Every once in a while, when I was working in the real world, I would hit a point where I needed to clean out my office. Usually the craziness would hit about once every year to 18 months. I’d file and rearrange things and feel like I could be productive again. Even though I can’t see the piles of paper on the floor behind me – I can sense them. And my desk had random crap all over it.

It’s been about 18 months since my office landed in its current configuration and almost a year since I was laid off. Hmmm… time to organize.

I remember when I was working at an espresso stand outside Powell’s Books in Beaverton. The bookstore folk were great to me. They let me borrow books while I was working and during the slow times I would pick a random topic and read everything I could get my hands on. Once of the topics was about organizing – I’ve never been very good at it. I remember one of the books was about organization for Left Brain folks. Those of us who need to “see” everything. That’s me. I have a horrible time remembering what is put away in boxes or files. If I can’t see it, it doesn’t exist.

That style works great if you have unlimited space, but I don’t so I need to put things in files and boxes. That would leave my desk space for Current project that I need to “see” on a daily basis. I also need to get rid of things. I’m holding on to my past and I’m not sure it is a good idea. One of the other books I read during my Powell’s time was about how going through your past – the specific example was boxes containing the remnants of an old job – can free you. You don’t know what feelings you are dragging around with you because of what’s in those boxes. Even if your conscious mind doesn’t know what is there your subconscious does.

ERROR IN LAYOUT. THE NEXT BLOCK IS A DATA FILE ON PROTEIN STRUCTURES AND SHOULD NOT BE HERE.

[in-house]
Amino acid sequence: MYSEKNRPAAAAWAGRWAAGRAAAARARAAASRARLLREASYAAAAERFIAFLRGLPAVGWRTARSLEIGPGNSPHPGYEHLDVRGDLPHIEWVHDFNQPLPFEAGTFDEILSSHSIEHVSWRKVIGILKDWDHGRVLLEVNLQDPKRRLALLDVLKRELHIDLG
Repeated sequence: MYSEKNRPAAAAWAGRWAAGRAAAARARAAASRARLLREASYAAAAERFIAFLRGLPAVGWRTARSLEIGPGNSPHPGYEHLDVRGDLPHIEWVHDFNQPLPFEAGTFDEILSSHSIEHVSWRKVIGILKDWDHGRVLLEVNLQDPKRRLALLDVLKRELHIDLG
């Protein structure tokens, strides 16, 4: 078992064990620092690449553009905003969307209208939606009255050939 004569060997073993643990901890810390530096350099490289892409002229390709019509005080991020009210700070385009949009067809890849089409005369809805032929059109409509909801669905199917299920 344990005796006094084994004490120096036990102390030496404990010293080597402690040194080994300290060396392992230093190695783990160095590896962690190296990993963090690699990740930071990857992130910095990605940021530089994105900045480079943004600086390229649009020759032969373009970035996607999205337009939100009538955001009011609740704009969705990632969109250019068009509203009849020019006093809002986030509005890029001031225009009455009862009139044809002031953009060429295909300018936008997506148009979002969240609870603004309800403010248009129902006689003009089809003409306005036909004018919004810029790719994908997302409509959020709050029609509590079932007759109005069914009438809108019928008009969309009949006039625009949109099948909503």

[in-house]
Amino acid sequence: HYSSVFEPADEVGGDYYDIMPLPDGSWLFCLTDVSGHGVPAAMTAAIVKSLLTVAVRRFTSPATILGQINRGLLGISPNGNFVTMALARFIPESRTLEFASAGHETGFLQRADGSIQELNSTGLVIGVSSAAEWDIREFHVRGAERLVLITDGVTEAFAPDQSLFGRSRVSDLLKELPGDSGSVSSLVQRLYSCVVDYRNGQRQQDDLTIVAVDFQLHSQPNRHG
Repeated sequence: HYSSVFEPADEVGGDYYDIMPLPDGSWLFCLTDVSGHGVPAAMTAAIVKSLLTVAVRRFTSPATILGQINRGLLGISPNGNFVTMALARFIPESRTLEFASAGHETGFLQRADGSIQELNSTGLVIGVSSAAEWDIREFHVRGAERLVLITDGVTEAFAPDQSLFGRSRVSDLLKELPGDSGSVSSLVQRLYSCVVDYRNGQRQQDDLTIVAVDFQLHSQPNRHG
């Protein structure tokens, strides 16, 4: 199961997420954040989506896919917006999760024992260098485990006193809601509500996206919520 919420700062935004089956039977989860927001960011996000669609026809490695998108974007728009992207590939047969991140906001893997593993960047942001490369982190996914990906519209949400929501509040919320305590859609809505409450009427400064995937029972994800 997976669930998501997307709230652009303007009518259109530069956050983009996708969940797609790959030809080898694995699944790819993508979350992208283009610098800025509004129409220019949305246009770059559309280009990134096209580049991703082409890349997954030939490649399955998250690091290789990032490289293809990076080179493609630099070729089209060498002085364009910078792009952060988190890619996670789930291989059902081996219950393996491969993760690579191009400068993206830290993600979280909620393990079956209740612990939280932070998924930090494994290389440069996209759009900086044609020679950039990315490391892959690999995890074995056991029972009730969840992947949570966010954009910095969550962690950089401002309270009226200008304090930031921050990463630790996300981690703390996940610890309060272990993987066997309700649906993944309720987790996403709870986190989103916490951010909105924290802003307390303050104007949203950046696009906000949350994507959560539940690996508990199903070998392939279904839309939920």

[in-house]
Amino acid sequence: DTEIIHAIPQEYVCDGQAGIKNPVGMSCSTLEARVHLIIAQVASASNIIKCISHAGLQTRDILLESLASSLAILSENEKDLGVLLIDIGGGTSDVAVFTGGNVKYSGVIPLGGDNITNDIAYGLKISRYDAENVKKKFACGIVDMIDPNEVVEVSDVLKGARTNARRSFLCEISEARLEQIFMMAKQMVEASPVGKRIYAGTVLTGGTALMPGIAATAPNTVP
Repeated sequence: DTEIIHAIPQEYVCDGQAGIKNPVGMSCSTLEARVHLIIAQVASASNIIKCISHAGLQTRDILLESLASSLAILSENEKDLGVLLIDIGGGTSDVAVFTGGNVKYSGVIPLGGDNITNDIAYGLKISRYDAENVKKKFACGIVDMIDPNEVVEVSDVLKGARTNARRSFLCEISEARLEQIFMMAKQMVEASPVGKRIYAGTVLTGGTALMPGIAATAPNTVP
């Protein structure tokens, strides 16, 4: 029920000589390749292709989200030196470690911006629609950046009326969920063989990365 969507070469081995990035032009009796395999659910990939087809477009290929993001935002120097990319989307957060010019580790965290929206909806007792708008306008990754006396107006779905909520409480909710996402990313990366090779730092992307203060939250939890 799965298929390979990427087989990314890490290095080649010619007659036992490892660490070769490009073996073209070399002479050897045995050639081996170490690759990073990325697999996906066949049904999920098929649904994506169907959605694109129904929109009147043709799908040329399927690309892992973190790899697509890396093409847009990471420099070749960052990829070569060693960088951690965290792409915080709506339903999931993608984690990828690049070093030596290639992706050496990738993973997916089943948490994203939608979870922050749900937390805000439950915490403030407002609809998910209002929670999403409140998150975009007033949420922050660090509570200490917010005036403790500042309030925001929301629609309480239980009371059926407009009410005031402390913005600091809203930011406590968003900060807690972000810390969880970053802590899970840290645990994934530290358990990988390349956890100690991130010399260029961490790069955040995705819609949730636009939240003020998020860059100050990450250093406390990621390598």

So it time. Time to start going through all those other mes all those other jobs and let them go.

As one of my favorite authors put it in her journal from 1977 –  

“I would like to travel light on this journey of life, to get rid of the encumbrances I acquire each day. The most difficult thing to let go is my self, that self which, coddled and cozened, becomes smaller as it becomes heavier. I don’t understand how and why I come to be only as I lose myself, but I know from long experience that this is so.”

Madeleine L’Engle

~ Tess